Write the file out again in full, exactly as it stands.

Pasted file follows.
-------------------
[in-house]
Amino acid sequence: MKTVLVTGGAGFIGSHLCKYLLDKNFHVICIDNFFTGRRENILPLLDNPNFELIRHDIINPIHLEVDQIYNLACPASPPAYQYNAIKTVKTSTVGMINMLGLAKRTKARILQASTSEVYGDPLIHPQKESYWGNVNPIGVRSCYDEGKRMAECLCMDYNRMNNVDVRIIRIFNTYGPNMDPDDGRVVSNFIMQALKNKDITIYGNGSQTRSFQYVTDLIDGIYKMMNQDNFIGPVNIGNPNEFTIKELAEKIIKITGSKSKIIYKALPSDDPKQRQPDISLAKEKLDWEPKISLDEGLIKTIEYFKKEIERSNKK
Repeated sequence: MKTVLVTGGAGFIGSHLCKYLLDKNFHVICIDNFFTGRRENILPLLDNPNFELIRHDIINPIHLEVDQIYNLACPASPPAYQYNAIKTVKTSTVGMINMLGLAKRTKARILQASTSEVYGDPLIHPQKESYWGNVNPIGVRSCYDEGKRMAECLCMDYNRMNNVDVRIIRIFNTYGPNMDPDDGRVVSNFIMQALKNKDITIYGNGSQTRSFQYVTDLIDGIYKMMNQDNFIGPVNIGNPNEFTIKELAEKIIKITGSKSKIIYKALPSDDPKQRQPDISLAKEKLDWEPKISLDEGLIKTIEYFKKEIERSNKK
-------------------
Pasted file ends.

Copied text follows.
[in-house]
Amino acid sequence: MKTVLVTGGAGFIGSHLCKYLLDKNFHVICIDNFFTGRRENILPLLDNPNFELIRHDIINPIHLEVDQIYNLACPASPPAYQYNAIKTVKTSTVGMINMLGLAKRTKARILQASTSEVYGDPLIHPQKESYWGNVNPIGVRSCYDEGKRMAECLCMDYNRMNNVDVRIIRIFNTYGPNMDPDDGRVVSNFIMQALKNKDITIYGNGSQTRSFQYVTDLIDGIYKMMNQDNFIGPVNIGNPNEFTIKELAEKIIKITGSKSKIIYKALPSDDPKQRQPDISLAKEKLDWEPKISLDEGLIKTIEYFKKEIERSNKK
Repeated sequence: MKTVLVTGGAGFIGSHLCKYLLDKNFHVICIDNFFTGRRENILPLLDNPNFELIRHDIINPIHLEVDQIYNLACPASPPAYQYNAIKTVKTSTVGMINMLGLAKRTKARILQASTSEVYGDPLIHPQKESYWGNVNPIGVRSCYDEGKRMAECLCMDYNRMNNVDVRIIRIFNTYGPNMDPDDGRVVSNFIMQALKNKDITIYGNGSQTRSFQYVTDLIDGIYKMMNQDNFIGPVNIGNPNEFTIKELAEKIIKITGSKSKIIYKALPSDDPKQRQPDISLAKEKLDWEPKISLDEGLIKTIEYFKKEIERSNKK